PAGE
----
Cape Town – The City of Cape Town is owed more than R7billion as at the end of December last year by individual and business ratepayers.
The bulk of the outstanding debt is divided between residential properties (R5.561bn) followed by business properties ( R1.518bn), with other outstanding debt amounting to R833m.
The City also said that the total amount of arrears, as of December 31, stood at R5.554bn.
Mayco member for finance and deputy mayor Ian Neilson said: “Debt management actions are being intensified especially against those who can pay but choose not to pay as well as against the frequent defaulters.
“When the debtors don’t respond to the City’s actions taken, the accounts are handed over to the City’s panel of attorneys to proceed with legal actions and then to a sale in execution. Most debtors respond with payments or make an arrangement to pay off the debts when the water supplies have been restricted and/or the electricity supplies have been disconnected or arrears were collected via the electricity prepaid purchases or when they receive summons from the attorneys.”
Neilson said that the debt has an impact on the City’s financial standing. “Due to this debt, the City has to make a provision for bad debt in its budget, which means that fewer services are delivered. If those who have the means to pay, refuse to pay for services that they use, it has a large impact on the sustainability of the City and it impacts on our desire to make this great City even greater,” he said.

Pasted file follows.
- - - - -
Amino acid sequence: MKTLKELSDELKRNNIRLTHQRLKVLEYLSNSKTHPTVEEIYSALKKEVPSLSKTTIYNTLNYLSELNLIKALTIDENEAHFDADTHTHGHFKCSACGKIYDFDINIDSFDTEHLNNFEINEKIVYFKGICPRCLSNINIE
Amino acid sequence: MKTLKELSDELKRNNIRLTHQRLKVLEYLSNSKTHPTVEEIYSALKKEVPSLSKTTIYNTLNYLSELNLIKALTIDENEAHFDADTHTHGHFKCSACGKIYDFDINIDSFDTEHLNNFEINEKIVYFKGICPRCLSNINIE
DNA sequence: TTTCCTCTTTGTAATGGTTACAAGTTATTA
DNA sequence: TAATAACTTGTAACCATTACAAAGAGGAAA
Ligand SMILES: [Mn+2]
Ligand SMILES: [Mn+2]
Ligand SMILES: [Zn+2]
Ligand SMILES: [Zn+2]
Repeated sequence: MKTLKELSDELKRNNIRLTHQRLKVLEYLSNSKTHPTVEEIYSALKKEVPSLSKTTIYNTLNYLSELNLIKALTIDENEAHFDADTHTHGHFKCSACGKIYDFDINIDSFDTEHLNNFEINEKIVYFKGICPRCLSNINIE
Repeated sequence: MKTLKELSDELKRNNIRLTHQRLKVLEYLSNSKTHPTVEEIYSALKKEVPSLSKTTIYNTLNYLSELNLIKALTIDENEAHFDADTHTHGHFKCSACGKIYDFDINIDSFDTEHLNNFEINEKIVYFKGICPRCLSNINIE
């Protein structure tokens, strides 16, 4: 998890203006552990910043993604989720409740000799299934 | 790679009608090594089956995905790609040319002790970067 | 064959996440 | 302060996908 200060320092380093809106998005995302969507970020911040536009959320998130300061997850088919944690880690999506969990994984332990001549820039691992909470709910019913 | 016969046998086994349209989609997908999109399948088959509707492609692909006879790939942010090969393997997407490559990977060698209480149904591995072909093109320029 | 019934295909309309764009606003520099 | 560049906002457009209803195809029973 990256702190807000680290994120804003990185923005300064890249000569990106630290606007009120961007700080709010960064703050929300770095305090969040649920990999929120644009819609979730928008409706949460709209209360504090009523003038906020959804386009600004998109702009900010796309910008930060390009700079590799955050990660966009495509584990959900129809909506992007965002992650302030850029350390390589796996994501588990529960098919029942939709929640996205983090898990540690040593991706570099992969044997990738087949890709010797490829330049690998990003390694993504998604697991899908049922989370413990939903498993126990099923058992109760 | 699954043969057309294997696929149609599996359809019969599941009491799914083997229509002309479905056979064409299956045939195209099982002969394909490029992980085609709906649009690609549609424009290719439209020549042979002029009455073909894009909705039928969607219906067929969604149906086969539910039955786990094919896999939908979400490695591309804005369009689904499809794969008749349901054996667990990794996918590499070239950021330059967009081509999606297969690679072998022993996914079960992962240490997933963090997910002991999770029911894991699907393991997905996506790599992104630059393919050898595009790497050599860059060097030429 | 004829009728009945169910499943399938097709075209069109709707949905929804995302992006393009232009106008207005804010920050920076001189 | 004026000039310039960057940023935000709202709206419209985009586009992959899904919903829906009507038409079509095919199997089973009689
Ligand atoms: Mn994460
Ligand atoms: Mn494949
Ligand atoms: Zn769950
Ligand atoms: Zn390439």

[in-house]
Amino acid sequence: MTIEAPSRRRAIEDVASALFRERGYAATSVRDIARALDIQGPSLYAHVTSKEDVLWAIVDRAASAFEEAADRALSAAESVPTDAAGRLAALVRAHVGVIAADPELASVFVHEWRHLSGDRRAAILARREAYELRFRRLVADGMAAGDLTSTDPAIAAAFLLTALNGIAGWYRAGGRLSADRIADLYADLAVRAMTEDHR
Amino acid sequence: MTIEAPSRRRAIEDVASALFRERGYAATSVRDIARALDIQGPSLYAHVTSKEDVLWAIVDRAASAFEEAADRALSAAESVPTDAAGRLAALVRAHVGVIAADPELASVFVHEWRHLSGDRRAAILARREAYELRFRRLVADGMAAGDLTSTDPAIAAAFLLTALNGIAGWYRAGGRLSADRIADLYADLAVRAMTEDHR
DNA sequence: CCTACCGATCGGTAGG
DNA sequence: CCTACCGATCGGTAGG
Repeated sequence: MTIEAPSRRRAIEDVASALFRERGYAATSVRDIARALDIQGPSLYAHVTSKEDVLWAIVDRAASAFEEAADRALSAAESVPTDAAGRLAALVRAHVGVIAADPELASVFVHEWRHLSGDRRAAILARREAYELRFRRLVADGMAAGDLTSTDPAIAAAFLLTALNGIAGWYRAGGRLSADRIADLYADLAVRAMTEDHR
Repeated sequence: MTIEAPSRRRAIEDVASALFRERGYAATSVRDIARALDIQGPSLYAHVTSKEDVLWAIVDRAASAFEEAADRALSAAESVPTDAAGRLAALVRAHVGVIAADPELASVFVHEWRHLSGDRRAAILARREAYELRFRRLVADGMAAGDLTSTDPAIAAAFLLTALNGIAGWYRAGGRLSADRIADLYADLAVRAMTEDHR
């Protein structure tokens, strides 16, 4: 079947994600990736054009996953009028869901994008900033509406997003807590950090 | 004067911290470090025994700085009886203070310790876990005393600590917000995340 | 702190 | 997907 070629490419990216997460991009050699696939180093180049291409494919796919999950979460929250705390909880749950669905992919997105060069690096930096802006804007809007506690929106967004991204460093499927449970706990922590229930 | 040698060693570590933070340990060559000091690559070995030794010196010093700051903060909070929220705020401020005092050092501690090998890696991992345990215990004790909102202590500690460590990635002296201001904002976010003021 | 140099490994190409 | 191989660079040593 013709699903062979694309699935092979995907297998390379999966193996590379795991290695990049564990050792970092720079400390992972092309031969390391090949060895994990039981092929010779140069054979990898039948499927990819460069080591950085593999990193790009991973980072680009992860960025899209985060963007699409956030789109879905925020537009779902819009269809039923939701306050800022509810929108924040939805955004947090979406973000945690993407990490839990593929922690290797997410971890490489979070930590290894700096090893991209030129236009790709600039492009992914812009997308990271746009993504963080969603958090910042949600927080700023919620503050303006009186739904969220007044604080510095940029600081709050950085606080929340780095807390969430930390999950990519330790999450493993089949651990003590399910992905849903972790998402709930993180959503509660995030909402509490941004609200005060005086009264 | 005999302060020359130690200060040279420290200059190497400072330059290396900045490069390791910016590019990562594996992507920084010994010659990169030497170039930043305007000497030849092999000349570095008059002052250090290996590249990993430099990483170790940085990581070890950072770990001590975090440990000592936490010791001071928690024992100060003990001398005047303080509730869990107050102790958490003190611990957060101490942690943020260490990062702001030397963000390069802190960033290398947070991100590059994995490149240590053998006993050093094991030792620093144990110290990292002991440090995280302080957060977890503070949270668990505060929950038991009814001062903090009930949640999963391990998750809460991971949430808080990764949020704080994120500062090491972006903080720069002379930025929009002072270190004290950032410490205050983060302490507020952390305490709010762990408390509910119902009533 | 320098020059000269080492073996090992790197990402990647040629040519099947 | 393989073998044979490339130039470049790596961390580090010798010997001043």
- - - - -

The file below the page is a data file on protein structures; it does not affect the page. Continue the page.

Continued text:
In December, 10797 letters of demand were sent out and 516 debtors were listed for adverse credit listing. A total of 8307 electricity prepaid and daily charge collection letters were delivered and 139 accounts were sent for prepaid electricity purchase collections. The total debt outstanding for staff including permanent and temporary employees is at R7373044.
A number of provincial and national departments also owe the City millions. The national Public Works Department has the most debt with R78223 992 and the provincial department R148913880. The City’s public housing rentals and rental properties are also in debt. As of December R619m was owed to the City from housing rentals, for which the City has sent 492 letters of demands and 170 summonses.
There have been 46 evictions for debt of R3.6m. Stop Coct founder Sandra Dickson said: “Due to the City writing off large amounts of this debt, the amount owed to the City is now substantially less and the debt collection ratio about 98%. It is alarming that a government organisation such as the municipality of Cape Town is prepared to go as far as a sale of execution of a residents’ property to recover outstanding debt. The City is governed by the Municipal Act which has no protection for residents to fight such extreme recovery actions. Debt rescue and the National Credit Act is not applicable to such extreme debt recovery actions by a municipality.”